Bright Maidens: The Absolutely True Diary of a Virgin

The “Bright Maidens” were originally three from the oft-mentioned, widely-speculated upon demographic of young, twenty-something Catholic women. Now, we all take up the cross to dispel the myths and misconceptions. Welcome!

Topic:TLC’s “Virgin Diaries”

Elizabeth at Startling the Day
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The Absolutely True Diary of a Virgin
The channel that brought us little people, super breeders, polygamists, and prancing toddlers has recently introduced a new rarity…late-in-life virgins!  It is just as ridiculous as it sounds, but I’m not surprised an over-sexed culture is shocked by those who decide to abstain, whether for religious or other personal reasons.  Nor am I surprised that the people it’s chosen to highlight are not the average virgins.  Normal doesn’t boost ratings.
Photo found here.
As I’m still on a blogging break, here are some links to past posts on virginity, sex, and chastity.  Enjoy! 

Pure Desires

The idea of pure desires might sound contradictory to you, but chastity means being sexually attracted, but choosing the greater good for the other.  It means you allow God’s love to permeate your affections.  In order for this to happen, we must first throw aside the false notion that religion and sexuality are at enmity with one another.  Could it be possible that erotic love could be pure?  Could sexual intimacy be sanctifying?  In God’s plan for sex, the answer to both questions can be an emphatic yes!
Although in the past you may have used your body in a way that drove you and others further from God, you are still made in His image and likeness.  Your body is still capable of expressing the love of the Blessed Trinity.  This is quite a calling.  But you’re worthy of nothing less.
– How to Find Your Soulmate Without Losing Your Soul by Jason and Crystalina Evert(152)

Bright Maidens: Daydream Believers and Emotional Disasters

The “Bright Maidens” were originally three from the oft-mentioned, widely-speculated upon demographic of young, twenty-something Catholic women. Now, we all take up the cross to dispel the myths and misconceptions. Welcome!
Topic: Emotional Chastity
Daydream Believers and Emotional Disasters

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It happens all the time.  You bump into a man on the street.  He smiles charmingly and holds the door for you.  You walk away, maybe shooting him a backwards glance, and can’t help but think, “Maybe he’s the one.”  What a kind, cute gentleman.  Good qualities for your man.

You daydream as you eat your lunch, and the day passes by in a blur of warmth, hope, and affection.  He could be the one.  You imagine your first dates, his proposal, your glorious wedding.  The laughter of your kids as they run through the house.  His hand in yours as your face life, together.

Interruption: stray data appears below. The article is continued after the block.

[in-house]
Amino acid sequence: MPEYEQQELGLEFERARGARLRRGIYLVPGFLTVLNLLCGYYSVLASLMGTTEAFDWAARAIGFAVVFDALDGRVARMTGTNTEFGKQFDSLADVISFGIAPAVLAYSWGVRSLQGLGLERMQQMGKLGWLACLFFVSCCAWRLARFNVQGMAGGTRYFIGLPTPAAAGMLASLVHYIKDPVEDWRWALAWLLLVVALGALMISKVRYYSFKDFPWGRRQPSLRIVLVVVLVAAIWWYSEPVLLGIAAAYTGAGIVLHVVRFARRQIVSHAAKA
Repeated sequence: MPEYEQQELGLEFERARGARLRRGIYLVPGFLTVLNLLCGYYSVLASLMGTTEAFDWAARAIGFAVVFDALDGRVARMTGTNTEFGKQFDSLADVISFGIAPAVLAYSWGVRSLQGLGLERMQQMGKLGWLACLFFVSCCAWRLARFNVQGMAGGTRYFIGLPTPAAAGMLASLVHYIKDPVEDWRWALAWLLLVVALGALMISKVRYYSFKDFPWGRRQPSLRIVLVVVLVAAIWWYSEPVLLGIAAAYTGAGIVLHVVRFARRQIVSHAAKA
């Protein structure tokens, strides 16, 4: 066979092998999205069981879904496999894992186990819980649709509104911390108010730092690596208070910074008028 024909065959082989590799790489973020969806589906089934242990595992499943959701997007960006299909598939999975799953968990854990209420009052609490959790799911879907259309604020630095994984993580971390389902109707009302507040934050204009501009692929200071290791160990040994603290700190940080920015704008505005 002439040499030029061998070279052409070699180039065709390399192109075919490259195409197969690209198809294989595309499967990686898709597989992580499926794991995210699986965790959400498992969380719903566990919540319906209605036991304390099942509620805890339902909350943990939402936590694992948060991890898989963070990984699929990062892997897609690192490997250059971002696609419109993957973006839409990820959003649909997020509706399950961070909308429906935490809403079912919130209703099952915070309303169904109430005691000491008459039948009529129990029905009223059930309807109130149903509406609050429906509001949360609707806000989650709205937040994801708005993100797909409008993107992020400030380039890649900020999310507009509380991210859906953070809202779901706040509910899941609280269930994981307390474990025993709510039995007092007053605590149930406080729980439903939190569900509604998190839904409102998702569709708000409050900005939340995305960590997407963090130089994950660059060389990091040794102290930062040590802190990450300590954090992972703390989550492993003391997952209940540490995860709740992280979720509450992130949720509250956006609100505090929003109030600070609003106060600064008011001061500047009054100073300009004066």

It doesn’t seem so wrong to pass the time daydreaming like this, but in reality, it is frightening: you are building an emotional bond with a man to whom you haven’t spoken more than three words!  Sometimes with a man who doesn’t even exist!  I’ve been emotionally invested in many fictional characters, and the age of middle school and high school was ripe for idealized obsession of pop stars, actors, and the boy in my science class!  What is the fruit of that emotional bond?  Usually disappointment, hurt, and worry. It is better to have not built that bond in the first place.
The danger of emotional chastity does not stop there.  It can worm it’s way into dating relationships and marriage.  A woman in a dating relationship may amplify her beloved’s qualities to the point that she no longer sees him for who he is.  Her “love” is not real and is not based in reality.  As Edward Sri explains in Men, Women and the Mystery of Love, “The most tragic effect of sentimental idealization is that we end up not really knowing the person we find so attractive.  A man in sentimental love may seek to be close to his beloved, spend a lot of time talking with her, and even go to Mass with her and pray with her.  If he has idealized her, though, in reality he remains quite distant from her: The powerful affection he feels depends not on her true value, but only on the ideal values that he has projected on to her.” (50)  
Like sexuality, emotional attachment has to be integrated into the fullness of the person, otherwise it can be disastrous.  A couple who takes idealized versions of each other into marriage will have a serious crisis upon realization they married someone they do not know and do not authentically love.  They may then be open to the temptations of emotional cheating and adultery.
What can we do to safeguard ourselves from false love and dangerous emotional intimacy?  Edward Sri (57) suggests pondering these questions: